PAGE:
What is concluded about Wilson's motive for killing Gatsby?

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lynnebh eNotes educator| Certified Educator

When Gatsby is killed by Wilson, everyone assumes it is because Gatsby had run over his wife, Myrtle, with his car. In actuality, Daisy was the one who was driving, but Gatsby took the blame for it. Myrtle's sister, Catherine, concluded that the death of her sister, Myrtle, had caused Myrtle's husband, George Wilson, to go crazy and kill Gatsby out of derangement:

...but Catherine, who might have said anything, didn’t say a word. She showed a surprising amount of character about it too—looked at the coroner with determined eyes under that corrected brow of hers, and swore that her sister had never seen Gatsby, that her sister was completely happy with her husband, that her sister had been into no mischief whatever. She convinced herself of it, and cried into her handkerchief, as if the very suggestion was more than she could endure. So Wilson was reduced to a man “deranged by grief.” in order that the case might remain in its simplist form. And it rested there.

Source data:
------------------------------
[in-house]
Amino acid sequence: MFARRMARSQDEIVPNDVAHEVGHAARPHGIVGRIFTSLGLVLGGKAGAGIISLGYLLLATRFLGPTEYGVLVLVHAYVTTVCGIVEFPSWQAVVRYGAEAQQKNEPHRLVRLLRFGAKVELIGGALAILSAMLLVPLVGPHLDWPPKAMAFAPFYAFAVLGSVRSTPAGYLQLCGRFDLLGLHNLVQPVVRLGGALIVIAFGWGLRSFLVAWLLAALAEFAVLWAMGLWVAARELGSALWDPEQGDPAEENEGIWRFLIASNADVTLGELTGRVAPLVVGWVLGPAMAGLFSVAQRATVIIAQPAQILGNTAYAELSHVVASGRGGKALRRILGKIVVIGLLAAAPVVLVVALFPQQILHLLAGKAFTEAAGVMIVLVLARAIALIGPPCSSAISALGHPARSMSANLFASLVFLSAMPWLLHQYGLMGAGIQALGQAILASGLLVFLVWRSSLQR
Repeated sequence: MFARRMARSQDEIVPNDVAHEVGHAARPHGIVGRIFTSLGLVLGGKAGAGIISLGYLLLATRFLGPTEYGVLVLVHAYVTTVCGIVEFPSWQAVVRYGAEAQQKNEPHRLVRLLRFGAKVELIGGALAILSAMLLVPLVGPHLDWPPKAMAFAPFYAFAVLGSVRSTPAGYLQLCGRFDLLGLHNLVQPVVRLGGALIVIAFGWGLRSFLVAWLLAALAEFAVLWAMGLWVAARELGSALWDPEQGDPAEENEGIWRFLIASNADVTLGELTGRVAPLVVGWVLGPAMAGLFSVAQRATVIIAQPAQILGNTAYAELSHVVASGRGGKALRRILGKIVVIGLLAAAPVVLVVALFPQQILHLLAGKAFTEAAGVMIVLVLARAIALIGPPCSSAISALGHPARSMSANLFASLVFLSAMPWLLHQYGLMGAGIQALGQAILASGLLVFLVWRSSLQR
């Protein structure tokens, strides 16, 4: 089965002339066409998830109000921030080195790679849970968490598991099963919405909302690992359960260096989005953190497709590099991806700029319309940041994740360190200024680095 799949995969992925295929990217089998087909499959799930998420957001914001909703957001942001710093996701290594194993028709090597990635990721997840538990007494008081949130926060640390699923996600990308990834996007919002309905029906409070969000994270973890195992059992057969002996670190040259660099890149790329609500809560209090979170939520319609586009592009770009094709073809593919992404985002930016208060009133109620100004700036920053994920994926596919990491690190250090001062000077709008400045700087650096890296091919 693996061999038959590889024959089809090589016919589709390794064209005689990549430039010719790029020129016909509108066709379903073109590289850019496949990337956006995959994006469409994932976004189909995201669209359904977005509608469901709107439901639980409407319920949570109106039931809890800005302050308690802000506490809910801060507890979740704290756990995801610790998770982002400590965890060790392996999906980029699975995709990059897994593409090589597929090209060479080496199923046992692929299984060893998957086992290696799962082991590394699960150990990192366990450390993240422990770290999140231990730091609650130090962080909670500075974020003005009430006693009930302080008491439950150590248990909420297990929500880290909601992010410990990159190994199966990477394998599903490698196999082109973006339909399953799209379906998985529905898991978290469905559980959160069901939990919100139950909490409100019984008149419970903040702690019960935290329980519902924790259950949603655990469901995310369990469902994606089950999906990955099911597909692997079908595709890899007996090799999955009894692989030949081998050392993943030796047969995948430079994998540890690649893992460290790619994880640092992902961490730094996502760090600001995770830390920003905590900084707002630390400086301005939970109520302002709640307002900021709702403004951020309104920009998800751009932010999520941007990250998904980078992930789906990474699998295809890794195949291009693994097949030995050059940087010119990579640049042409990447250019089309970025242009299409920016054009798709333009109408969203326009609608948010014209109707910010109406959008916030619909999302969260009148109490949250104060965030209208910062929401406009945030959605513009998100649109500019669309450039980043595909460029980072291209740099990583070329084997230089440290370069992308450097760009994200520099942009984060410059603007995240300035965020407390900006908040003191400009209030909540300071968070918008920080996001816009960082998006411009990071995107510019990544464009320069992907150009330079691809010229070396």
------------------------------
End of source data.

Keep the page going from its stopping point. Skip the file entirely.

At the end of the novel, Nick runs into Tom while walking down the street in New York. Nick refuses to shake hands with Tom, thinking that Tom has known all along that it was Daisy that had been driving the car, not Gatsby. He has suspected for years that it was Tom who told Wilson that the car that hit his wife, Myrtle, belonged to Gatsby. Tom tells Nick that Gatsby got what he deserved.

He ran over Myrtle like you’d run over a dog and never even stopped his car.”

Nick knows that this is not true. He concludes that Tom and Daisy "were careless people."

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The Great Gatsby

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